Helen Calcutt is the author of two volumes of poetry. Her first, Sudden rainfall (2014), was a Poetry Book Society Pamphlet Choice. Helen's second work, Unable Mother, described by Robert Peake as ‘a violent and tender grapple with our cosy notions of motherhood’, appeared in 2018. Helen's poetry, journalism and critical writing have been published widely, and she is the creator and editor of acclaimed poetry anthology Eighty-Four – published in aid of leading suicide prevention charity CALM. Her newest pamphlet will be published in 2020.
Pale deer, soft-footed
The water is silk. She sings to me.
The cold wind, the streets, the people
flicker and shut off when the water
falls, and I am naked within –
singing of my dirt, how to know it.
My eyes close ... in these few sacred moments
when my daughters sleep and my loved
one reads about Vikings and flayed skin.
The water is like a pattering of milk.
I want to stoop, and lick, and taste life again.
I ask, did I give too easily today? was I good?
baring my throat to the sky, the lit tiles
reflect a deer, pale, and soft-footed.
I run my fingers down my hair
in St Water – I pray to her, choose me
flow over, and over, and over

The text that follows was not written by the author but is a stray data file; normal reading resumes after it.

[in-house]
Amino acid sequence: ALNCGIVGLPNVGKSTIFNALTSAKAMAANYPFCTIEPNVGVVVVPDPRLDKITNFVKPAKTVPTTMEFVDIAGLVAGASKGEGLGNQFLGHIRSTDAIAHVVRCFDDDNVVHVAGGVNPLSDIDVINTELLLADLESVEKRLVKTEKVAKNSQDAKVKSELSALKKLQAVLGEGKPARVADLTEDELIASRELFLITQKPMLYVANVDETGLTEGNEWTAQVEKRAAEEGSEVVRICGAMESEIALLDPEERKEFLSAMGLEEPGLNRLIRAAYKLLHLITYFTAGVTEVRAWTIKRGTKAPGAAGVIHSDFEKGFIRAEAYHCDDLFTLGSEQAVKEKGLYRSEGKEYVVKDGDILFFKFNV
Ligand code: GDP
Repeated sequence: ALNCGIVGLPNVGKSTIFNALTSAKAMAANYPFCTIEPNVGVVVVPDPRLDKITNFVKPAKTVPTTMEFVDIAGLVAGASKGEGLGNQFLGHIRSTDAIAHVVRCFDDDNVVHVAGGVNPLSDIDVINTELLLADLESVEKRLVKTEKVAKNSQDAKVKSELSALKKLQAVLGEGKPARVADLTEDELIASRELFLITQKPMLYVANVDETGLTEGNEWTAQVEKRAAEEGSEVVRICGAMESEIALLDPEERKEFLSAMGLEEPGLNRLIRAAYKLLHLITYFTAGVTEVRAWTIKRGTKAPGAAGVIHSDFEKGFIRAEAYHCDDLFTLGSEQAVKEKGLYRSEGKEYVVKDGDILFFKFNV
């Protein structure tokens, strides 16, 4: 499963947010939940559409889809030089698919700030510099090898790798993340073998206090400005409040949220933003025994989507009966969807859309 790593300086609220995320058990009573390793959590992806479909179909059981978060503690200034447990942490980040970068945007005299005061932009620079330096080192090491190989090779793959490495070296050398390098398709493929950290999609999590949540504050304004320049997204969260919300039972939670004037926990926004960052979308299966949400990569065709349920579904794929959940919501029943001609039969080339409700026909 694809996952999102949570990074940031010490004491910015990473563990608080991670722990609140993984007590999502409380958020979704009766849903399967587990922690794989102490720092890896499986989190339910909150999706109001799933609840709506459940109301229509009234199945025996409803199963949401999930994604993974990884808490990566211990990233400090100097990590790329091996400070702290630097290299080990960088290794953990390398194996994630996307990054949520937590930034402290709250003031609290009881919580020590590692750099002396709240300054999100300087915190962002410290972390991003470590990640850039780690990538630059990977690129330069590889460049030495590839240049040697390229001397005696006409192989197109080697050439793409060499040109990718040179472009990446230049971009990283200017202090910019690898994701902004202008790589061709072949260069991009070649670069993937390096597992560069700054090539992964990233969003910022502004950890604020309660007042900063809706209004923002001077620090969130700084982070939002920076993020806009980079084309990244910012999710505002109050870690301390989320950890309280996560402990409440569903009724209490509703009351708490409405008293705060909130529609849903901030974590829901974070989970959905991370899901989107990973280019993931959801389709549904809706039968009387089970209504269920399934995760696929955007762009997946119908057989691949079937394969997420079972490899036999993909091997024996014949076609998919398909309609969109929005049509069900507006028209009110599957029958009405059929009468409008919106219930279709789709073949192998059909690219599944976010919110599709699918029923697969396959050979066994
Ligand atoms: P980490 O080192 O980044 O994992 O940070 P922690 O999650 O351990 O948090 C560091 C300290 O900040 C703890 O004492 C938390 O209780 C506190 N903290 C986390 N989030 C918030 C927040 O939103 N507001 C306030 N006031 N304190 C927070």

me, touch me, heal
heal until I am no longer meek or mild
and I can run with my sins again.
Grief is like a miracle
like opening your mouth for water, and finding rain.
You stand for days outside the body of a silent church.
Snow touches the stillness of the windows and
you long for their acceptance, a few tears.
You tell yourself the door isn’t closed:
it’s open and weeping. Like the orange rose
that never bloomed all spring
then one day in autumn opened atriums of colour.
Now all the roses gather and the door
is open-armed. People think I am strange
touching my lips to the wood, but
ice is thawing to love inside my body:
I don’t know how else to show my gratitude.
Oldest of Seas, old
friend, no one hears you slink
back no one
hears his own
Morning, soft heart, warm
expands from her threads
at the earth's edge,
unfaithful at last, brushing the ferns
the anemone flowers.
Light is longing to come home.
In other worlds women
tie knots in their bodice strings,
sing songs, hang
flycatchers from the moon.
But here, where the sun
hums in her socket
where searoot and bloodroot
insist on their comforting
where the fire in the mountain wall
torches our hands –
like a bead of clear light
the sea revolves
through morning wind,
and recognises us.